For the last several years, our country has become so divided. “The poles” that the politicians quote so freely show that politically the division is very close to being 50-50. In other words, and in most views, half of us share the right opinions while the other half is wrong. With everyone having an opinion…and stubbornly holding on to it as we do…how can our country possibly ever move forward?
There is only one answer to this problem and, as with all problems, it can be found in God’s Word. Many on both sides of these issues claim to be Christians, so how can we, as God’s people, be so divided? No matter how steadfastly we claim to know what is best, God is the one in charge and the only one that knows for sure. We have to stop looking at those with opposing opinions as our enemies.
One important trait our Lord has is compassion. His desire is that not one of us should perish and miss out on His promise of salvation. We must always hold fast to our faith and our convictions, but we also must be willing to listen to both sides of an issue and learn that our way may not always be the way God would have us to go if we took time to honestly seek His will and follow it.
The book of Jonah teaches us about stubborn man and God’s compassion for people when they are willing to turn from their wickedness and give Him the glory. Jonah, a Hebrew prophet, was very familiar with God and His ways…and he also was familiar with the city of Nineveh, a city he found to be full of evil, pagan people whom he felt didn’t deserve God’s mercy…is that how we view the people who disagree with us?
In the first and second verses, it tells us that the word of the Lord came to Jonah and told him: “Arise, go to Nineveh, that great city, and cry against it; for their wickedness is come up before me.”
We all know that many prayers have gone up in the last several years asking God to heal our nation and bring us back into His ways. Perhaps this (prayers of the people) was how it had come up before Him concerning the situation in Nineveh…and He had reached a decision as to what to do about it.
In the next verse, we see that Jonah defied God and went the other direction to Joppa, where he got a ticket on a boat and headed for the city of Tarshis. But God sent a great wind and Jonah wound up being thrown overboard into the stormy waters where he almost drowned. Instead, he was swallowed up by a huge fish. After being in the belly of the fish for three days, Jonah knew that God had saved him from drowning and realized: They that observe lying vanities forsake their own mercy…then he thanked God and agreed to do as requested of him because: Salvation is of the Lord. The Lord told the fish to release Jonah and he was vomited onto dry land.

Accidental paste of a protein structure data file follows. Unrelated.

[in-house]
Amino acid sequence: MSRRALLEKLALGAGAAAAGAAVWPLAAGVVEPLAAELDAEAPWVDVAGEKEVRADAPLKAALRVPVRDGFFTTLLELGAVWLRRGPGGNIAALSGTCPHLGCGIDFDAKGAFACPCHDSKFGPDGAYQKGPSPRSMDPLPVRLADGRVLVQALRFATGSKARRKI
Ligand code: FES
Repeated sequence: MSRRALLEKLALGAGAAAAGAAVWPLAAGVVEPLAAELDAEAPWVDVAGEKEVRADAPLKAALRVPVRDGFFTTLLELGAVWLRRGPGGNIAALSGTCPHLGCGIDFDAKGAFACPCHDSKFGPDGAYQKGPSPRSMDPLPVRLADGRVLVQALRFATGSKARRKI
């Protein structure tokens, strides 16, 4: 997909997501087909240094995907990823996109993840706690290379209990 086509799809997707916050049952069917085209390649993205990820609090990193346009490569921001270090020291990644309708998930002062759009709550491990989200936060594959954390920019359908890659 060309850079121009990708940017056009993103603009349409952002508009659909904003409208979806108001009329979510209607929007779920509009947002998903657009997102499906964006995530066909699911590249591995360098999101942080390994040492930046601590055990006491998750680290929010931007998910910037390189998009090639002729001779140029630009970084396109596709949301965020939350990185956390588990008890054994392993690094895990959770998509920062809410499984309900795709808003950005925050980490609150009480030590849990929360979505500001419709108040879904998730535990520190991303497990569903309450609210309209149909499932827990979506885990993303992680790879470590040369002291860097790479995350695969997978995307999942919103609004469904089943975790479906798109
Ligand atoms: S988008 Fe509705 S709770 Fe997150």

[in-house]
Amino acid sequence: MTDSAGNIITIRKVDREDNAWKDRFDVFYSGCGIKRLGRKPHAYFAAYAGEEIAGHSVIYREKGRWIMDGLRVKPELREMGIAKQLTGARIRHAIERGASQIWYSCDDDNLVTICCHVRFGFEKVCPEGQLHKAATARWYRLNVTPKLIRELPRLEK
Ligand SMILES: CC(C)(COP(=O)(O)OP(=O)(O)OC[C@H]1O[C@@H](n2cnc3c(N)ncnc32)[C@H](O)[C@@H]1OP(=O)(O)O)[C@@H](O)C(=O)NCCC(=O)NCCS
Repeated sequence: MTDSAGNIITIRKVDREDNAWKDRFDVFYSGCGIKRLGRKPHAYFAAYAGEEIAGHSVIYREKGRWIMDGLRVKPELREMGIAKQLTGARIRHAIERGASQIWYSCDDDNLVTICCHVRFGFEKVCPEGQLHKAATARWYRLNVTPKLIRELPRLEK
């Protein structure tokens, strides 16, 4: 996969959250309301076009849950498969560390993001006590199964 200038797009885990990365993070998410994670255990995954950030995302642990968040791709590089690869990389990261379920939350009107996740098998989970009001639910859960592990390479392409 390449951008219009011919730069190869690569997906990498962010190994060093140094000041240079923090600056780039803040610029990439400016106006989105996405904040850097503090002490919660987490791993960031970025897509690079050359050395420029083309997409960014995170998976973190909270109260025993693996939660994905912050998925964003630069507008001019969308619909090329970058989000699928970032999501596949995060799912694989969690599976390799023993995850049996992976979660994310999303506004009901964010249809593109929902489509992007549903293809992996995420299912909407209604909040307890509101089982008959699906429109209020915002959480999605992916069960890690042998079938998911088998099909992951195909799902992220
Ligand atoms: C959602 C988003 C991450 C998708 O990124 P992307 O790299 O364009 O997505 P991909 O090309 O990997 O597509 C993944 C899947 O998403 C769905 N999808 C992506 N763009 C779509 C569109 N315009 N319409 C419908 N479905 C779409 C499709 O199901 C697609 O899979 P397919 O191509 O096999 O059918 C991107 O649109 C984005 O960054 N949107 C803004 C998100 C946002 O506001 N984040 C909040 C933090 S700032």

Finally, Jonah went to Nineveh and preached as the Lord told him, crying to the city, “Yet forty days and Nineveh shall be overthrown.” The people believed God and He was pleased to see them obey and turn from their wickedness. He decided not to destroy the city after all. Jonah 4: 1 But it displeased Jonah exceedingly, and he was very angry.
He told God, “Isn’t this what I said would happen? I knew you are a gracious God, and merciful, slow to anger.” He knew Nineveh would not be destroyed…as he had hoped it would. “Take my life from me,” he begged. It is better that I die than to live.”
Why is Jonah so angry that God chose to spare the city of Nineveh? Perhaps, being a prophet and telling the people their city would be overcome in forty days, then to have it not happen was more than he could take. Would the people ever believe a prophesy from him again?
God’s response was: “Do you do well to be angry?”
Then Jonah went out of the city a way and prepared himself a shelter and sat down to observe what might become of the city…to see if the people were sincere, I suppose. God then caused a gourd (vine) to grow… a shade, to further protect Jonah from the sun. For this shade Jonah was grateful and glad. In the morning though, God prepared a worm to come and destroy the vine. He also prepared an east wind to blow causing Jonah to get so hot that he fainted, wishing again that he could just die.
God asked him, “Do you do well to be angry for the gourd?
Jonah said, “I do well to be angry, even unto death!”
God said, “You have had pity for the gourd, for which you have not worked or made it grow; which came up in a night, and perished in a night. And should I not spare Nineveh, that great city where there are more than 120,000 persons (babies and young children) who cannot discern between their right hand and their left hand; and also, much cattle?”
It is clear Jonah is thinking only of himself and his comfort. Being a Hebrew, a member of God’s chosen people, perhaps Jonah also felt like he was better than the people of Nineveh and more deserving of God’s mercy. Do we consider ourselves better than those we disagree with? Do we get “angry even unto death” because of the direction we see our country taking?
The whole story of Jonah could be the story of many of us. At times we try to hide from God, to avoid doing what we know He would have us to. But still He protects us and works with us, just as He did Jonah, until hopefully we see things His way and decide to follow. We get angry at those who disagree with us and situations we cannot control. But do we do well (have any right) to be angry if we haven’t prayed and worked at finding solutions to the things that make us angry?
We are supposed to pray for each other. Also, we need to pray that our anger is directed towards sin and not the sinners. We must have compassion on those who are lost. Yes, the wickedness of our country has been brought up to God. He is our shade, the protection that we have enjoyed for over 200 years, but, like the shade He sent Jonah, it can be taken away in a day…unless we tend it daily and invite others to share it. For salvation is of the Lord.